Voting

Georgians might cast paper ballots for president in 2020 under a bill that would replace the state's electronic voting machines.

Senate Bill 403 would require the state to abandon its current voting machines because they're vulnerable to hacking and they fail to leave a verifiable paper record.

The bill calls for a selection process of a new voting system over the next year that uses paper to varying degrees. One option relies on pen-and-paper ballots; another calls for touch-screen voting machines that print ballots for voters to review.

Georgia’s newly elected secretary of state would select the voting system next year, and then it would be up to the Legislature to decide whether to pay for it.

A separate measure, Senate Bill 363, would restrict early voting to one Saturday or Sunday before an election. The legislation also would force the city of Atlanta to close its polls during municipal elections at 7 p.m. instead of 8 p.m.

ON THE BUBBLE

Religion in adoptions

A bill that would have allowed faith-based adoption agencies to turn away gay couples hasn't moved forward in the House since the state Senate passed it a month ago.

Opponents of the measure, Senate Bill 375, said it was discriminatory and would make it more difficult for same-sex couples to adopt children.

But supporters said it would create opportunities for adoption because religious adoption agencies would be more willing to open in Georgia.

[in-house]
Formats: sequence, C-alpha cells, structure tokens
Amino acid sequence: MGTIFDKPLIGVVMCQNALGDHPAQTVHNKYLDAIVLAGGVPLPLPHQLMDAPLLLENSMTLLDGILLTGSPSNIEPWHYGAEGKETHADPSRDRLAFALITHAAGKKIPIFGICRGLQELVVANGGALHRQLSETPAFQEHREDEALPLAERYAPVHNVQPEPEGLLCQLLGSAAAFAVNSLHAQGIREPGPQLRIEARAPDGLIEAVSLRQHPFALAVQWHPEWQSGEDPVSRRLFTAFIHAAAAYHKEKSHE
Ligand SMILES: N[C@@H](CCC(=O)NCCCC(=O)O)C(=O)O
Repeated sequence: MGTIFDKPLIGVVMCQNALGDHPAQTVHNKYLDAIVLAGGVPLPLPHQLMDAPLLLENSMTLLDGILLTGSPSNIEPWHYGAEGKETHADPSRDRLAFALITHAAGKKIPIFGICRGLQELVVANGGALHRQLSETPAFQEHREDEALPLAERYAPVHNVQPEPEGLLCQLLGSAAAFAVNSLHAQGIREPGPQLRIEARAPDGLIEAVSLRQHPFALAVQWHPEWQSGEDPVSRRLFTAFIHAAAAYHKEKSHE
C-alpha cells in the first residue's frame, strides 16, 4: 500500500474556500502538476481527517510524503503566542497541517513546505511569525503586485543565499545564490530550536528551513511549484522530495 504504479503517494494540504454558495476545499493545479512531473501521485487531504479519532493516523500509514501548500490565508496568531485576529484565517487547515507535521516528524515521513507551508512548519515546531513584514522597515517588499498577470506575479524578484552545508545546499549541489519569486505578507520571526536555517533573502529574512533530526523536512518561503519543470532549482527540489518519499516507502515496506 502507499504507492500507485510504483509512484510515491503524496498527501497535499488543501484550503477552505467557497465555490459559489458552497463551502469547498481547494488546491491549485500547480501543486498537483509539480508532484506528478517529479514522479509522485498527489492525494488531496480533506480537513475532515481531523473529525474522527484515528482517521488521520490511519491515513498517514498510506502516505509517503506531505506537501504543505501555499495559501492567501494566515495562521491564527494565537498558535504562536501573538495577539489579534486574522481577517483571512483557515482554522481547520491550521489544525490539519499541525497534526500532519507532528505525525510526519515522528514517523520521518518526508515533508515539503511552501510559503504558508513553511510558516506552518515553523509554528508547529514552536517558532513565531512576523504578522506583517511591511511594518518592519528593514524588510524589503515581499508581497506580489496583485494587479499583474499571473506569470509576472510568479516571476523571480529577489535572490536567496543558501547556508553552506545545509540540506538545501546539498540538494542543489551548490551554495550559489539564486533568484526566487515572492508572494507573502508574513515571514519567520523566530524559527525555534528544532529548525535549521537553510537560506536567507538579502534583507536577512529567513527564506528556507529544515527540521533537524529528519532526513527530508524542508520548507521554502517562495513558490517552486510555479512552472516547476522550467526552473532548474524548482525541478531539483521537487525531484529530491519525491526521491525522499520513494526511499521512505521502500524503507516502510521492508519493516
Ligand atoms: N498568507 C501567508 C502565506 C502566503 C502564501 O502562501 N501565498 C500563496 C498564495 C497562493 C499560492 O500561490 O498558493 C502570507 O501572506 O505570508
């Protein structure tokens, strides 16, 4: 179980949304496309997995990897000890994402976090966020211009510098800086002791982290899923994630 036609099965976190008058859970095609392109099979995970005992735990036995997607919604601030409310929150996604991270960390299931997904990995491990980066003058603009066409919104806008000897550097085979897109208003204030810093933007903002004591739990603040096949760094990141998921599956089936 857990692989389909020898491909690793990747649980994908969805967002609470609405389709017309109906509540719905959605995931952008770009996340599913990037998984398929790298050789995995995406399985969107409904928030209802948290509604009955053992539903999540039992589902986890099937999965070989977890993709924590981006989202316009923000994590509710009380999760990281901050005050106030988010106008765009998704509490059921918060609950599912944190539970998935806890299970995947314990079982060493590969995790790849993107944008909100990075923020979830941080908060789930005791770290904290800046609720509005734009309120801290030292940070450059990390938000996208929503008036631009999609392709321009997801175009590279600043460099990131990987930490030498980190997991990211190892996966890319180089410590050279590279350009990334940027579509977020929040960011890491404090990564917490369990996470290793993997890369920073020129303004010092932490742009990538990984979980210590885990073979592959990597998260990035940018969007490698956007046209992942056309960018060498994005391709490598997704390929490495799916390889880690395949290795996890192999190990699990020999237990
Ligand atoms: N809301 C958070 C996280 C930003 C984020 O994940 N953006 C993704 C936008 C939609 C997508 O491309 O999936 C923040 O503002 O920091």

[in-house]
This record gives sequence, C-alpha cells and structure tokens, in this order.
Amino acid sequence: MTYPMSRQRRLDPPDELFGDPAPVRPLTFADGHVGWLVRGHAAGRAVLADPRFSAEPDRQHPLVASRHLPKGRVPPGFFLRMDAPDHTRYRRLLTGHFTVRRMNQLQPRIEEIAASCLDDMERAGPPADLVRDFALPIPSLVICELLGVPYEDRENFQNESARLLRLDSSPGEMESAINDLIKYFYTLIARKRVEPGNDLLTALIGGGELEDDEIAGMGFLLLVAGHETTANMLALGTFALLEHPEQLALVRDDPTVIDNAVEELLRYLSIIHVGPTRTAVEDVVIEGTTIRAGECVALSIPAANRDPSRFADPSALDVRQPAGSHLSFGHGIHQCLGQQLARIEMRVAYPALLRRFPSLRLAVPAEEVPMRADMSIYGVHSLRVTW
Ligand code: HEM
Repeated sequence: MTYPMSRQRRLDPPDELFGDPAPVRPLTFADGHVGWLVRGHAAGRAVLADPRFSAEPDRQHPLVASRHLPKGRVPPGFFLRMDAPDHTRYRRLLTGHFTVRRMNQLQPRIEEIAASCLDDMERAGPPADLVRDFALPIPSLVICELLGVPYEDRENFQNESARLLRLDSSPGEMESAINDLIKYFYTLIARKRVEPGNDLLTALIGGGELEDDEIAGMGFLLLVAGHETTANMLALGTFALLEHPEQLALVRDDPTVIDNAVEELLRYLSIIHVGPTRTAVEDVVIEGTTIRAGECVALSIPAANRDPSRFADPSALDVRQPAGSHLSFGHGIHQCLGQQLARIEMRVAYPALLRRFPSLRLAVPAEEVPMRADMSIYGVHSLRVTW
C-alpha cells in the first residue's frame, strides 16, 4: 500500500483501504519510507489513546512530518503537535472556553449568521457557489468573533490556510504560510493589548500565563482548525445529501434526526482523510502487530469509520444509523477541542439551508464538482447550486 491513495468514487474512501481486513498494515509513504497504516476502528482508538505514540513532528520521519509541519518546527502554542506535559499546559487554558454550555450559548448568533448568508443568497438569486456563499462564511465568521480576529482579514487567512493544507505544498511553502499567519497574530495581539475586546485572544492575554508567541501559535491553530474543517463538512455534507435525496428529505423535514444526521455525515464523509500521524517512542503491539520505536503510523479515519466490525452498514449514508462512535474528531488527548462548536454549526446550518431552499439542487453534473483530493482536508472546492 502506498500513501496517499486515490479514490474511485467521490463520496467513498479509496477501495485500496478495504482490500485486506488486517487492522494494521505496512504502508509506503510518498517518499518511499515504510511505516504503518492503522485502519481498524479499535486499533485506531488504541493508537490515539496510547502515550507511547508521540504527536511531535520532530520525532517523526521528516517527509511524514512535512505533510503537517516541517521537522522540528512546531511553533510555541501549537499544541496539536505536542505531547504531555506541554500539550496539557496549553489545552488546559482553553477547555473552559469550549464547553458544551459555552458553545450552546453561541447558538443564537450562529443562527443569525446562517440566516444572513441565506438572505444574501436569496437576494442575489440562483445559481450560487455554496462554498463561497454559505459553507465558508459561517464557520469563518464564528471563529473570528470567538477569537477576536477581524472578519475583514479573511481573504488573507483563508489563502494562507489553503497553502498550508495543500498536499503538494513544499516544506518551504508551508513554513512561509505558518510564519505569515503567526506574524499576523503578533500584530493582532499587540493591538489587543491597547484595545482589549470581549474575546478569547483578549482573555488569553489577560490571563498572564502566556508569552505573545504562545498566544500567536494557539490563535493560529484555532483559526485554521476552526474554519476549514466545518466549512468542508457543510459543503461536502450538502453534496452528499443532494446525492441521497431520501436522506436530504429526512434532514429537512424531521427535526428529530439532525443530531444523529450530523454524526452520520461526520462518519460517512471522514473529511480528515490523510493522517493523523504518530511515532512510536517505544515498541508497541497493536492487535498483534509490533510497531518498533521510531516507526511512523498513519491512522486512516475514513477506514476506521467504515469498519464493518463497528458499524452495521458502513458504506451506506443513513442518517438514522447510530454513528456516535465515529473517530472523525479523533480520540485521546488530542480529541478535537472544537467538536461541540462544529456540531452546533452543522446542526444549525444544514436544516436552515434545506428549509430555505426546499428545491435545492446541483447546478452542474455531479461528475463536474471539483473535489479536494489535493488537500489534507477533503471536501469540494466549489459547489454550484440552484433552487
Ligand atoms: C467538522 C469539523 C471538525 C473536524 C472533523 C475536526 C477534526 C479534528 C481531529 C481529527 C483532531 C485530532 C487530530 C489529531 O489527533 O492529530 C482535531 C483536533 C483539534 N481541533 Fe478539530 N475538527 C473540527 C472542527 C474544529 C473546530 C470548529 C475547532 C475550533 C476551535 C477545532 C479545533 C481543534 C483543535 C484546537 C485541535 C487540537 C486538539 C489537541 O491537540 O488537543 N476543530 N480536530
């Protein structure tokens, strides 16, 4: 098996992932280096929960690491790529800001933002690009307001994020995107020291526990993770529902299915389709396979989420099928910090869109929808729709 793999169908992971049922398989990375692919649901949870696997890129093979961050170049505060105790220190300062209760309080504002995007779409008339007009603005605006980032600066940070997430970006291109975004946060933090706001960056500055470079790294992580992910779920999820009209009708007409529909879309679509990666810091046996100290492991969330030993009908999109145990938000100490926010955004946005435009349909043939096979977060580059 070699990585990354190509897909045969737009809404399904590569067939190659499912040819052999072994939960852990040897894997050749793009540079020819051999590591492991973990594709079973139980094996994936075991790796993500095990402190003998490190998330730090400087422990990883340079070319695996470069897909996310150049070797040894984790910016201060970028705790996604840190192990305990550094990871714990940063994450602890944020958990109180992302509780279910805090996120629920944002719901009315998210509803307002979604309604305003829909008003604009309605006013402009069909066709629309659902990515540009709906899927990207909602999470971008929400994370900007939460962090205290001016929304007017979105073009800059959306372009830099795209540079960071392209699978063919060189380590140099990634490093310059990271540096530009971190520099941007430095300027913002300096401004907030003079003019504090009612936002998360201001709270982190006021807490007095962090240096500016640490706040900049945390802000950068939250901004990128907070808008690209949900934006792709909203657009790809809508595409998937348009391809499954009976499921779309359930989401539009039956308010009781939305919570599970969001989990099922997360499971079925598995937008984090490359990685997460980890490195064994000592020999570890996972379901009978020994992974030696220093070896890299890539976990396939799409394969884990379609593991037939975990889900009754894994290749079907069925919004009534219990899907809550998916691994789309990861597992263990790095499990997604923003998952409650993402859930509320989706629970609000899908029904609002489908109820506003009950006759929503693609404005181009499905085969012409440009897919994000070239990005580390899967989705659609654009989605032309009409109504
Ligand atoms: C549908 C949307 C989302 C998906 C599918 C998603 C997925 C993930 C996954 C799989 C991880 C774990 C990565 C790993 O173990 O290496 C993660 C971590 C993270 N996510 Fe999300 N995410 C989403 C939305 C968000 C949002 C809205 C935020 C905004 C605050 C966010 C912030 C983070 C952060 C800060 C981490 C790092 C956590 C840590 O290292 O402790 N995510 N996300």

Online sales tax

Georgia could tax all online retail sales for the first time under House Bill 61.

The measure would require that sales taxes be paid by online businesses that make at least $250,000 or 200 sales a year in Georgia. Businesses would either collect sales taxes and then remit them to the state, or customers who spend at least $500 on a website could be sent “tax due” notices.

If approved, the legislation could raise between $500 million and $600 million for the state and local governments. The internet’s largest retailer, Amazon, already collects sales taxes.

The measure passed the House last year and the Senate Finance Committee approved it early in this session, but it hasn’t moved since.

Tire fee

A proposed amendment to the Georgia Constitution would ban lawmakers from diverting fees that are supposed to go toward things such as cleaning up tire dumps and landfills.

The so-called “anti-bait-and-switch” amendment would ensure that money goes where it’s intended.

The measure, House Resolution 158, passed the House last month but hasn't budged in the Senate and is opposed by Senate Appropriations Chairman Jack Hill, R-Reidsville. The resolution is in Hill's committee.

Hidden predator

Two versions of legislation that aim to allow lawsuits by adults who say they were sexually abused as children are making their way through the Legislature.

The sponsor of House Bill 605 said changes adopted in the Senate last week would make it harder for alleged victims to sue.

To rectify that, Senate Bill 335 was altered in the House to insert the original language that passed the chamber unanimously last month, which would extend the civil statute of limitations to when the alleged victim is age 38, up from 23.